Climate Change as Migration Driver: Evidence from Rural and Urban Areas in Mexico

Raphael Nawrotzki, University of Minnesota
Lori M. Hunter, University of Colorado, Boulder

While most prior studies on the climate-migration association have used relatively coarse measures of rainfall and drought, this study employs 17 climate change indices, developed by the Expert Team on Climate Change Detection and Indices (ETCCDI) to capture nuanced changes in climatic extremes. Cokriging as a method of spatial interpolation was employed to obtain climate change index values for 111 Mexican municipalities, for which detailed migration histories are available from the Mexican Migration Project. Multi-level event history models are employed to estimate the impact of climate change on international migration patterns. Households are followed across a 14-year study period from 1986 to 1999. The results show that climate change stronger impacts international migration from rural compared to urban areas. Generally, an increase in temperature (warming) and a reduction in precipitation increase the probability of an international move, providing evidence that climate change will likely drive out-migration during the 21st century.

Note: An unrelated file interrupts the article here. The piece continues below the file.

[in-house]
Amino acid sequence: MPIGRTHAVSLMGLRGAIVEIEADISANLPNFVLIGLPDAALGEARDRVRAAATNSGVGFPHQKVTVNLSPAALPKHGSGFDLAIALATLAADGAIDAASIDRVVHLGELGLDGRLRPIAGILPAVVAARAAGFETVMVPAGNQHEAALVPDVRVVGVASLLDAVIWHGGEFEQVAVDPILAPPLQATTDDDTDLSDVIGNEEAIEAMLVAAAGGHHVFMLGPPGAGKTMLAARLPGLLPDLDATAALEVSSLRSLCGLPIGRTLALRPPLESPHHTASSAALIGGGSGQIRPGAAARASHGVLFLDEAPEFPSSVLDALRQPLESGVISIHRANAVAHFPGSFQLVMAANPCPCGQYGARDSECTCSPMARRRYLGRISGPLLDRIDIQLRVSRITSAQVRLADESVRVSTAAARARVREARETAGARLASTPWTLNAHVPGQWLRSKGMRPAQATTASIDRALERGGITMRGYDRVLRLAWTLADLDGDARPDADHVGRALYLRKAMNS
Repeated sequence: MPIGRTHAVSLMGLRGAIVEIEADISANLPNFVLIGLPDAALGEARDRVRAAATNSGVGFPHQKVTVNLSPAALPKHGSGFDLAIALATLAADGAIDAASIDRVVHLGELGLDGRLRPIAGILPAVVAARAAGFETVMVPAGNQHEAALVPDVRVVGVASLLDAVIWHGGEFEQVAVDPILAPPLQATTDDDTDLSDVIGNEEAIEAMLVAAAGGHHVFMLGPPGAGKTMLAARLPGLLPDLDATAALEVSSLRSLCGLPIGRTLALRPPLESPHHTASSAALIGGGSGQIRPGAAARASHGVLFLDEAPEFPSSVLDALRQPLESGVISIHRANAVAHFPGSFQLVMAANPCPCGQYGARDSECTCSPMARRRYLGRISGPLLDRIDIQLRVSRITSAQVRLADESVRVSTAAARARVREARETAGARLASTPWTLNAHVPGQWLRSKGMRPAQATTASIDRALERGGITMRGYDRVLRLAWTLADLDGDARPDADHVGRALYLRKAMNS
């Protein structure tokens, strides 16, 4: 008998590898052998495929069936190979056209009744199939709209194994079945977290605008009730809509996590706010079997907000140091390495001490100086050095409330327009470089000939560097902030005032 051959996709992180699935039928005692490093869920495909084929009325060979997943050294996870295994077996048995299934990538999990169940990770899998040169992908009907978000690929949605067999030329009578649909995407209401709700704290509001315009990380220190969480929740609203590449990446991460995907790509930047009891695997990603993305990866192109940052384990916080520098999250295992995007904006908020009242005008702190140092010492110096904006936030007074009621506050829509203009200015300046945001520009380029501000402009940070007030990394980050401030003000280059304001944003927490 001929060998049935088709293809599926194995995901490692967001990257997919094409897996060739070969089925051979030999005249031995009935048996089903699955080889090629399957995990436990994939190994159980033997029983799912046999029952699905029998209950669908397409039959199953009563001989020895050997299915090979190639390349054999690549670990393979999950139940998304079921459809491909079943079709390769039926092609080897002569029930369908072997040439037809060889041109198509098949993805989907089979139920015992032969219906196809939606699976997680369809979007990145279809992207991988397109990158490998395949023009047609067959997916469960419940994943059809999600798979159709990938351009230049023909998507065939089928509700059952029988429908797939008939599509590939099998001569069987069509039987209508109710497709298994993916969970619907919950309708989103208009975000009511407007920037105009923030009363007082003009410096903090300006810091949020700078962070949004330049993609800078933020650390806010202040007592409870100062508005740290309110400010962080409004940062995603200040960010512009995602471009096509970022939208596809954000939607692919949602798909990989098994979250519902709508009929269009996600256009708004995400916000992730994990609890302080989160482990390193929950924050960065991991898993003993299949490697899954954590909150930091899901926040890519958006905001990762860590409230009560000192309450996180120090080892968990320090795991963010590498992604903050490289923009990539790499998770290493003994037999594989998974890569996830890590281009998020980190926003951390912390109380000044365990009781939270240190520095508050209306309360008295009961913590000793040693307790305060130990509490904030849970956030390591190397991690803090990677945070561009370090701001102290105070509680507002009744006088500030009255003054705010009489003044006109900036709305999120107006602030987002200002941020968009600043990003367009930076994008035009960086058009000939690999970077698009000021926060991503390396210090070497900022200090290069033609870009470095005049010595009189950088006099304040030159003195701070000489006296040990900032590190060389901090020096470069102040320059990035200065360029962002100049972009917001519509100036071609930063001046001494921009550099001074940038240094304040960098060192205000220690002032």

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Presented in Session 31: Environmental Migration